Who Will Graduate? is the article by Gary Sweeten for Justice Quarterly, where the issues of first-time arrest and court appearance, their effects on education and graduation, and participation of youth in numerous court trials are concerned. The peculiar feature of this article is author’s attention to past research and current conditions that become crucial for the analysis of why juvenile arrests take place and how these arrests may influence further lives of students, their families, and people around. The effects of arrests remain to be considerable for people, because all these detrimental activities may be crucial for both delinquent and not delinquent young people. In this article, Gary Sweeten (2006) proves that effects of first-time arrest and first-time court participation cannot be the same, and education outcomes turn out to be more serious in case of court appearance than in case of arrest because of “official sanctions with educational achievement.”
Court-dependent youth “face many educational challenges…in placements…stress of court appearance, separation from siblings and parents, being in foster care” (Castrechini, 2009), and the discussions about education outcomes help to analyze why youth supports such destructive behavior and what has to be done to improve situation and help young people comprehend what is right and what is wrong. The article under consideration is powerful enough; the author presents not only own ideas about the issue of court involvement but also adds real life facts about police activities during the year of 2001 – more than 2.3 million juvenile has been arrested within one year (Sweeten). The use of criminological theory is another considerable point that captivates the reader of this article. Labeling theories, propensity studies, deterrence points become the central ones in this article. With the help of all these studies, people get a chance to evaluate relations between sanctions and education and become aware of the mechanisms, which turn on automatically in case juvenile and court system unite.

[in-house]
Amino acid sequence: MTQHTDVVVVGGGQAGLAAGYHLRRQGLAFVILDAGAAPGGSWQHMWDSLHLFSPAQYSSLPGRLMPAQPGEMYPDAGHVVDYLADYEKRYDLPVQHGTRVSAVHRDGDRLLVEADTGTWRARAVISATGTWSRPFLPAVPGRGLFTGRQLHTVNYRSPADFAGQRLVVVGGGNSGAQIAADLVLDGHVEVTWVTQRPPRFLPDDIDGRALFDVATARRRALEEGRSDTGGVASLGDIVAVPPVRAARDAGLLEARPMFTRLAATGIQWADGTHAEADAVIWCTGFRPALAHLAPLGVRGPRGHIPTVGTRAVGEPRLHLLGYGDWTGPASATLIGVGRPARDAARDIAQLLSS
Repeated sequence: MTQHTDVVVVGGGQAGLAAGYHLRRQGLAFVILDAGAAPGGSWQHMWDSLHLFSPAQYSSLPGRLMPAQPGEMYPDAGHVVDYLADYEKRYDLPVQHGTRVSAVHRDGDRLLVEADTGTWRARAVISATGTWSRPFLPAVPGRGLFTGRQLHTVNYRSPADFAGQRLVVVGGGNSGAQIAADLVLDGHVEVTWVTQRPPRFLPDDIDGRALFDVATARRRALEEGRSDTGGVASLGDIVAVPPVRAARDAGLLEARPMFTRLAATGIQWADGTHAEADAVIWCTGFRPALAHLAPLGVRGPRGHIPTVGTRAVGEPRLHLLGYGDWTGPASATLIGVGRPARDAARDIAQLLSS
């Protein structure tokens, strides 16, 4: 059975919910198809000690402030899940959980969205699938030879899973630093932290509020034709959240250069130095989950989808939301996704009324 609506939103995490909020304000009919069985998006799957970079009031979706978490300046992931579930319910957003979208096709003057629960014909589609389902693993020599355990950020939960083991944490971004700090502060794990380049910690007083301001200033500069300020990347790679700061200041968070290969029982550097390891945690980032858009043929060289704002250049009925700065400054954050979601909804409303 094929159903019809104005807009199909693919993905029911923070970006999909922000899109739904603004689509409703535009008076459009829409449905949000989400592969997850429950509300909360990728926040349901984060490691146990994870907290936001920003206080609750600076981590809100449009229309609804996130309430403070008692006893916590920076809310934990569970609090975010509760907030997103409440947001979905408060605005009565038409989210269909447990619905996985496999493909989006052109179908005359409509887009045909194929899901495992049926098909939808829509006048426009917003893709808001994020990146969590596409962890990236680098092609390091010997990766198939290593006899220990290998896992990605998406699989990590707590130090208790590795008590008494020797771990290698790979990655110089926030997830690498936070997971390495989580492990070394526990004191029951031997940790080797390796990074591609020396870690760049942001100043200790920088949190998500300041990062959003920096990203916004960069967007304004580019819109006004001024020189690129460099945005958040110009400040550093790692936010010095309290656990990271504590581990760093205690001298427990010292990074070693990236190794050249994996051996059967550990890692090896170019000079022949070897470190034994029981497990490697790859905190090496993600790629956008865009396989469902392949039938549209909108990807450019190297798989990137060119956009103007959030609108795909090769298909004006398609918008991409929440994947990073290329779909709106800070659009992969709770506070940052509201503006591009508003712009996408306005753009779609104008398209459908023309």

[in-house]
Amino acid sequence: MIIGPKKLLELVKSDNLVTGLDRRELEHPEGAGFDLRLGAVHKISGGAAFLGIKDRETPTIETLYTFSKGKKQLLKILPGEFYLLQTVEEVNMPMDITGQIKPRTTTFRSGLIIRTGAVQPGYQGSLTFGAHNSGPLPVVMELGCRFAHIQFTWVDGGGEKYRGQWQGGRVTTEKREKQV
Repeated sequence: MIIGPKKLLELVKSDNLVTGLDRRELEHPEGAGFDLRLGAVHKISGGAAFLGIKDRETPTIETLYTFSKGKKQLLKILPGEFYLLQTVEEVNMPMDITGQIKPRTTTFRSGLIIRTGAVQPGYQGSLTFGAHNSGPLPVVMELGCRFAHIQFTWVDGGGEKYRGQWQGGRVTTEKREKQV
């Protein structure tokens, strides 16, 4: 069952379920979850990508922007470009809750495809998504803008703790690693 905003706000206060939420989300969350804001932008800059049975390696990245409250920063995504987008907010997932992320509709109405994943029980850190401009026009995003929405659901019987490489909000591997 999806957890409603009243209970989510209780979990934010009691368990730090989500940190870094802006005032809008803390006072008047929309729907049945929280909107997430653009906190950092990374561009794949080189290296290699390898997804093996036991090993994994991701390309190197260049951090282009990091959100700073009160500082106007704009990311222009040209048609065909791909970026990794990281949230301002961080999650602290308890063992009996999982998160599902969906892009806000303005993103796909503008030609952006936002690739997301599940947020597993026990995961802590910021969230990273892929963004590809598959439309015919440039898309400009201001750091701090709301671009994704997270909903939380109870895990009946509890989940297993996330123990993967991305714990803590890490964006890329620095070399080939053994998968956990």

In this article, the studies of the National Longitudinal Survey of Use are used in order to show how the situation of juvenile court involvement looked like a couple years ago. Current research touches upon the ideas of why young people break laws and why they do not try to think about future, about consequences, about the outcomes of their activities, and about their families. The idea of official sanctions is present in both past and present studies, because high school graduation undergoes considerable effects. Even non-arrested youth has to go to courts and this presence is reported and stored. Court involvement deprives them of the opportunity to continue living and forgetting about the things, which bothered them at courts.
In general, the article under consideration is captivating and informative indeed. The reader is able to find out information about juvenile court involvement, comprehend how significant the outcomes may be, and realize that effects of court appearance become more detrimental than arrests without court appearance. The vast majority of young people face challenges day by day in their lives; however, their violations should lead them to courts and influence their education. In fact, the main value of this article is a kind of warning that it is still possible to change and improve everything, and if juvenile cares about own future, they should consider this information and think about the ways of how to make their future safer.
Castrechini, S. (2009). Educational Outcomes for Court-Dependent Youth in San Mateo County. The John W. Gardner Center for Youth and Their Communities. Web.
Sweeten, G. (2006). Who Will Graduate? Disruption of High School Education by Arrest and Court Involvement. Justice Quarterly, 23(4), 462-480.